Universities Want Dental Schools, But is Need There?

By: Lilly Rockwell, The News Service of Florida
By: Lilly Rockwell, The News Service of Florida

TAMPA, Fla., June 24, 2011 -

Does Florida need more dentists?

That’s the question at hand as the governing board for the state university system prepares to consider whether to allow more universities to offer dental schools. Currently, the University of Florida is the only state university that has a dental school, but at least three other universities are considering starting one.

The Board of Governors for the State University System heard a report Thursday on a Department of Health survey released this year that shows that there are enough new dentists entering the profession through 2050 to offset any attrition due to retiring dentists.

An estimated 3,054 new dentists will be added to Florida’s workforce every decade, the Department of Health study shows, which will more than offset any losses. And that doesn’t even include data from the Lake Erie College of Medicine dental school, which will open in Tampa in 2012 and graduate about 100 students each year.

But that same study shows that there aren’t enough dentists in rural Florida. Most Florida dentists work in South Florida, leaving rural counties in the Panhandle and Central Florida underserved.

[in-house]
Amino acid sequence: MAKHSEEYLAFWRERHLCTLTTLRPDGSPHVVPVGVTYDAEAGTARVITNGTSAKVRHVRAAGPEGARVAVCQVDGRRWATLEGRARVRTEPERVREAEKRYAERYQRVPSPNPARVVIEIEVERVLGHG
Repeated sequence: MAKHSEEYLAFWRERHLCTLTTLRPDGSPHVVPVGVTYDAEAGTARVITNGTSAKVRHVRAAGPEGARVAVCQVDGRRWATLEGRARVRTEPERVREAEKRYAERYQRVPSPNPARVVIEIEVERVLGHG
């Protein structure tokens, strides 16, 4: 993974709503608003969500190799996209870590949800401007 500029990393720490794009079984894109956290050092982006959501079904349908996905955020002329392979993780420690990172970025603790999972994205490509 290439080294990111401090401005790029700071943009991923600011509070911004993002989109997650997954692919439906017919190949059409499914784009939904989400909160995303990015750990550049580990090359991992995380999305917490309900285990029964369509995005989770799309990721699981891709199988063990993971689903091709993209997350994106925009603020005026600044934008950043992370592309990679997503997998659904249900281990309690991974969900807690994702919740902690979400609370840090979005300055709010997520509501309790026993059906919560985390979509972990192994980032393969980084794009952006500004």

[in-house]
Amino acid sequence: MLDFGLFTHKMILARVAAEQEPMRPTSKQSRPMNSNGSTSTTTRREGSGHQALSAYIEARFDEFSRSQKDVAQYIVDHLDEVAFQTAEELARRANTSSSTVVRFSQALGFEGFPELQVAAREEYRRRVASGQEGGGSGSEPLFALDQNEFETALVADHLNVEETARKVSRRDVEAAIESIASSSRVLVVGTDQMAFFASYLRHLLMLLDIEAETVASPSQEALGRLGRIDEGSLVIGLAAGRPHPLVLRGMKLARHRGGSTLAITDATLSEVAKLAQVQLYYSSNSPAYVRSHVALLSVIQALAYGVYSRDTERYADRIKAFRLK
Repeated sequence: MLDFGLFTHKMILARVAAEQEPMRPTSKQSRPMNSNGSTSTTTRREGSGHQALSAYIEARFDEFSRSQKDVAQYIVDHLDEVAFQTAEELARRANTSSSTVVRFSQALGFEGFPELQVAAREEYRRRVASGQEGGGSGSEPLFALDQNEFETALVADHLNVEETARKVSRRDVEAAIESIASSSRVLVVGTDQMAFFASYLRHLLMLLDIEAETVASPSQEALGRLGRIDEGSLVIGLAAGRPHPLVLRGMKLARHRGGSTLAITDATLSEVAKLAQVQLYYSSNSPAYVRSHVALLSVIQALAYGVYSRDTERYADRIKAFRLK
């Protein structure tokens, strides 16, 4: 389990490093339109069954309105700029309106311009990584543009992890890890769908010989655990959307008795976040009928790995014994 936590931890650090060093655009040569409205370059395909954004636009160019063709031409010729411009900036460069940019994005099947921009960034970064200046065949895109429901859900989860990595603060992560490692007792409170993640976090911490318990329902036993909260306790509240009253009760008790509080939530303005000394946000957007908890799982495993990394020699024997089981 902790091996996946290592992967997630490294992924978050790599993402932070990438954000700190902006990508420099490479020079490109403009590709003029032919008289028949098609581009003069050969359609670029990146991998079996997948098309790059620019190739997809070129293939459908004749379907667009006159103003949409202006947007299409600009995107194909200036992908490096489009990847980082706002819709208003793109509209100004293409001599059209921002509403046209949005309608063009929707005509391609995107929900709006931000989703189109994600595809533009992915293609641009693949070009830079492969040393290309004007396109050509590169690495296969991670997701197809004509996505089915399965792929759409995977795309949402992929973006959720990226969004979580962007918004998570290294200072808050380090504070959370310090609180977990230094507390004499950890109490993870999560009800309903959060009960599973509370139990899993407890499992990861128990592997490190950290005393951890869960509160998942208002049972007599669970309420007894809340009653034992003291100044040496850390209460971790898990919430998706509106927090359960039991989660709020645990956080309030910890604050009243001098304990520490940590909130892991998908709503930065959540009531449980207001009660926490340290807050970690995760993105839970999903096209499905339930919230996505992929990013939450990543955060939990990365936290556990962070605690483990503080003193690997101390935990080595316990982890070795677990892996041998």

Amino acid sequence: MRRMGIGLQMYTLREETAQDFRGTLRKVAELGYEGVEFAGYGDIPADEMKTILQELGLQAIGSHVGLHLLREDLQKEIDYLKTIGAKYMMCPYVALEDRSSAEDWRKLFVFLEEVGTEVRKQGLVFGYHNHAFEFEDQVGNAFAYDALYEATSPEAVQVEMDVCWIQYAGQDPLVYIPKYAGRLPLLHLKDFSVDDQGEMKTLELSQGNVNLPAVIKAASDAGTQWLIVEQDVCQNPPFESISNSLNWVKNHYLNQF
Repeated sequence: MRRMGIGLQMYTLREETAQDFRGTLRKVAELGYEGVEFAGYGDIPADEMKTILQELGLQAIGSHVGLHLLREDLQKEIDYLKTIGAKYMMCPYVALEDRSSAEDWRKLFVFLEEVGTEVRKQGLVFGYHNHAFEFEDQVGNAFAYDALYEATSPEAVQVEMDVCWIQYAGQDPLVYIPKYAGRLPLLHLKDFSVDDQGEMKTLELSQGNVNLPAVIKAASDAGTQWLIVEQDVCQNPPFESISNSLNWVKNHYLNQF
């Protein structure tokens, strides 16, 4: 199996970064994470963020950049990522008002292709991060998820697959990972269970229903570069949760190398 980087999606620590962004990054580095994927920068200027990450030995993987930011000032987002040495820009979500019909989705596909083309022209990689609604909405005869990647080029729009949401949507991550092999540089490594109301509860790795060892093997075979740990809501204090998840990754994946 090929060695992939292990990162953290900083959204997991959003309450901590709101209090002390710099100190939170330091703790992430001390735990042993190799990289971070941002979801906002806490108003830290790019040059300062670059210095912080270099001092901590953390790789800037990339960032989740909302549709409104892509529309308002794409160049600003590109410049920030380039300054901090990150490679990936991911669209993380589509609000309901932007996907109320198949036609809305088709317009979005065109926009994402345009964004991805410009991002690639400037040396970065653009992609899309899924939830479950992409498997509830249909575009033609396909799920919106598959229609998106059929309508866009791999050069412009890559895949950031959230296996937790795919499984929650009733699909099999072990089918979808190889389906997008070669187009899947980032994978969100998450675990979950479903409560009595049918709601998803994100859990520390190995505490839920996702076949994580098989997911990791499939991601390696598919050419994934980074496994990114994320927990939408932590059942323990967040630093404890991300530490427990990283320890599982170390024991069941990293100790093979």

“Southeast Florida has the most dentists,” said R.E. LeMon, the associate vice chancellor for academic and student Affairs. “There are from few to virtually no dentists residing in certain primarily rural areas of Florida.”

The Board of Governors will look more seriously at this issue at its September meeting. The University of Central Florida, Florida A&M University, and Florida Atlantic University are all considering opening dental schools and the University of Florida wants to expand its school.

“Whether we need more dentists and how we go about getting there is certainly something the board has to consider,” said Board of Governors Chairwoman Ava Parker.

One reason these schools are eager to open dental schools is they want to replicate the University of Florida’s successful – and money-making – program. According to a presentation by Teresa Dolan, a dean at the College of Dentistry at the University of Florida, the university took in $17 million in research dollars thanks to the school.

But, dental schools are also very expensive to create. The American Dental Association says in 2007 the average dental school cost $93,000 per student.

Florida has over 11,000 dentists and ranks fourth nationally in the number of dentists.

One reason dentists are unwilling to set up shop in rural areas has to do with Medicaid reimbursement rates, university officials explained. Because the reimbursement rates for Medicaid patients is low, dentists with huge student loans to pay off are reluctant to open an office in an area with a high percentage of Medicaid patients.

Florida universities should look at incentives for dentists to work in rural Florida, such as loan forgiveness programs, LeMon suggested. Universities interested in offering their own dental schools are pitching their programs as the solution to the lack of dentists in rural areas.

Florida A&M University President James Ammons said after the Board of Governors meeting that his school’s dental program would focus on providing dentists to low-income areas. “All of the unmet needs and issues are right at the core of FAMU’s dental model,” Ammons said.

The Florida A&M University Board of Trustees will vote on the issue at its August meeting.

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